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OBJECTING TO WAR
FIRST CO TO DIE
2 EUROPE GOES TO WAR
3 COUNTDOWN TO CONSCRIPTION
4 FUNDAMENTAL CHANGE IN SOCIETY
5 NO CONSCRIPTION FELLOWSHIP
6 THE SECRET PRESS
7 MANY TRADITIONS
8 THE TRIBUNALS
9 TRANSCRIPTS
10 THE 'won't-fight-funks'
11 THE COST OF CONSCIENCE
12 UNWILLING SOLDIERS
13 ALTERNATIVES AND DILEMMAS
14 PRISON
15 THE MEN SENTENCED TO DEATH
16 COERCION FAILS
17 DYCE
18 DARTMOOR
19 THEY WORK IN OVERCOATS
20 THE MEN WHO DIED
21 WINDING DOWN
21 SELECTION OF BOOKS
22 FROM CALL UP TO DISCHARGE


WHY WAR? supplement

12 UNWILLING SOLDIERS

3,400 conscientious objectors accepted call-up into the Non-Combatant Corps (NCC) or the Royal Army Medical Corps (RAMC) as non-combatants. The NCC (the 'No-Courage Corps' as the press rudely called it) was set up in March 1916, part of the army and run by its regular officers. The COs assigned to it were army privates, wore army uniforms and were subject to army discipline, but didn't carry weapons or take part in battle. Their duties were mainly to provide physical labour (building, cleaning, loading and unloading anything except munitions) in support of the military.

The NCC may have been a shock to the COs who agreed to join it. But for the absolutists and alternativists who were forcibly enlisted into the NCC it was much worse. They immediately faced the question of whether to agree to wearing uniform. The men who decided to refuse were formally charged and court-martialled. Often they were treated harshly, bullied, deprived of basic needs and rights, and imprisoned in inhumane conditions. So were the men who refused to perform duties like handling munitions or building rifle ranges. Some broke down, physically or mentally, as a result of their ill-treatment.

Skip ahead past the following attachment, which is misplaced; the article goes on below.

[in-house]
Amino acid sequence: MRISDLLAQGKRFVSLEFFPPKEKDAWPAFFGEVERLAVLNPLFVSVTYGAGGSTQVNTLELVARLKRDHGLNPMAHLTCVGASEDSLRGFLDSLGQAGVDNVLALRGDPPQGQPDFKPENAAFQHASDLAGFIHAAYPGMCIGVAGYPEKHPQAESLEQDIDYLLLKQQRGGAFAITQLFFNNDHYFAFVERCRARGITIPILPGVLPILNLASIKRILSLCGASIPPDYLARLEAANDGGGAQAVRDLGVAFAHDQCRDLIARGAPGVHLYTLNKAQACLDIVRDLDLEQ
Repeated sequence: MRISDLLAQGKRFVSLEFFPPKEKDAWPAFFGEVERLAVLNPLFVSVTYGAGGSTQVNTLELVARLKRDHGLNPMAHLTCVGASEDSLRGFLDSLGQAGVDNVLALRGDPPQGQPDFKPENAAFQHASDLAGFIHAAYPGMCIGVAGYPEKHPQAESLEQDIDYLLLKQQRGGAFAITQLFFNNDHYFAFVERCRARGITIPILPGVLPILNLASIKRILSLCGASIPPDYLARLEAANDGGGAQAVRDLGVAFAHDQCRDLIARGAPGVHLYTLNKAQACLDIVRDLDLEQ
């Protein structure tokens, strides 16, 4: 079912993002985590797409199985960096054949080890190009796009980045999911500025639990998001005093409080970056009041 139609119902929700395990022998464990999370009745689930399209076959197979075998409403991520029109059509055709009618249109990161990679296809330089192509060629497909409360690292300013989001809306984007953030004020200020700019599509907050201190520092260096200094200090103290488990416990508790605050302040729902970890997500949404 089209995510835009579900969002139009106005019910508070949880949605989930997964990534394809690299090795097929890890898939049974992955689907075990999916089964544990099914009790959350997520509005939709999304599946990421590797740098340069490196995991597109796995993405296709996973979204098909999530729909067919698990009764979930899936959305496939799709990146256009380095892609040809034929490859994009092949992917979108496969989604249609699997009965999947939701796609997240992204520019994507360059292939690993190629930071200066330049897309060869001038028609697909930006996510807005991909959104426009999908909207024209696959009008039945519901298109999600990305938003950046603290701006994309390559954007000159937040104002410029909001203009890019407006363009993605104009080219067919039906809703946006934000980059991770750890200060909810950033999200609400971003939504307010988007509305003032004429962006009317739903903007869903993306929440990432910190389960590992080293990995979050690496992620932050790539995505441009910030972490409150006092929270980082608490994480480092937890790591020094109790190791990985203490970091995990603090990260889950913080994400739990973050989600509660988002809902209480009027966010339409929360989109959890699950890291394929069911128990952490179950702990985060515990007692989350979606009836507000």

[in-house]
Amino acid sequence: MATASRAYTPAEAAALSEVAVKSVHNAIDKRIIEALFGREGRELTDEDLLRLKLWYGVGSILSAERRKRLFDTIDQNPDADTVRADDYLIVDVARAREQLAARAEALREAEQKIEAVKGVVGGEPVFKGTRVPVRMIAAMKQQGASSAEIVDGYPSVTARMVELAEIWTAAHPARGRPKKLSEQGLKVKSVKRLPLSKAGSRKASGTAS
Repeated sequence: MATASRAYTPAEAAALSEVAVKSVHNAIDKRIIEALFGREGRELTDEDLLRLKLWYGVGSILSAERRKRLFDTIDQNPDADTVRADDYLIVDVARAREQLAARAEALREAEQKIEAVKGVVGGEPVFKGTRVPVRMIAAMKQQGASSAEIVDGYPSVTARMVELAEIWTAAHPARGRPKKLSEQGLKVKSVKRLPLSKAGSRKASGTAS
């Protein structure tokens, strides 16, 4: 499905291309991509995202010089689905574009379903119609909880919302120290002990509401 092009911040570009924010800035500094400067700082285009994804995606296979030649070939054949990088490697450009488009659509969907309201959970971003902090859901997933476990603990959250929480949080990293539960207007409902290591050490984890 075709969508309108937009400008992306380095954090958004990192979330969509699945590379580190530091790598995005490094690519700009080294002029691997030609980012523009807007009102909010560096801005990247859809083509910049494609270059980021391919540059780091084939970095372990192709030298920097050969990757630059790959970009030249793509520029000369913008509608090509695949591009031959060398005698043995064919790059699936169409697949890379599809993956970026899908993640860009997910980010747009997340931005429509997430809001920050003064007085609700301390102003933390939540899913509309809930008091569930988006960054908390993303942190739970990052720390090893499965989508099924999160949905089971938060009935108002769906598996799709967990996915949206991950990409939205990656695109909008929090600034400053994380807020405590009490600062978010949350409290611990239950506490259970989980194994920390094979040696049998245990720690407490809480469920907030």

In fact, the military were handicapped: they had no precedents or guidelines for dealing with conscripts at all, never mind conscripts who refused to fight. It had been difficult enough in 1914, arranging adequate training for a million volunteer soldiers. For centuries the army had been governed by what has been called 'the discipline of fear'.

Conscientious objectors in Non-Combatant Corps doing the washing up!

Career soldiers might be expected to accept its principles, even if they didn't always abide by them; men snatched unwillingly from quite different occupations couldn't be (and shouldn't have to). But by July 1916, the time of the Somme offensive (420,000 British dead: more than twice the number of the entire army in 1914), most of the old British army had been killed. The scale and manner of warfare was new and shocking, and this war seemed unstoppable. Whose side, wondered the frustrated and angry military, were these 'conchies' on?

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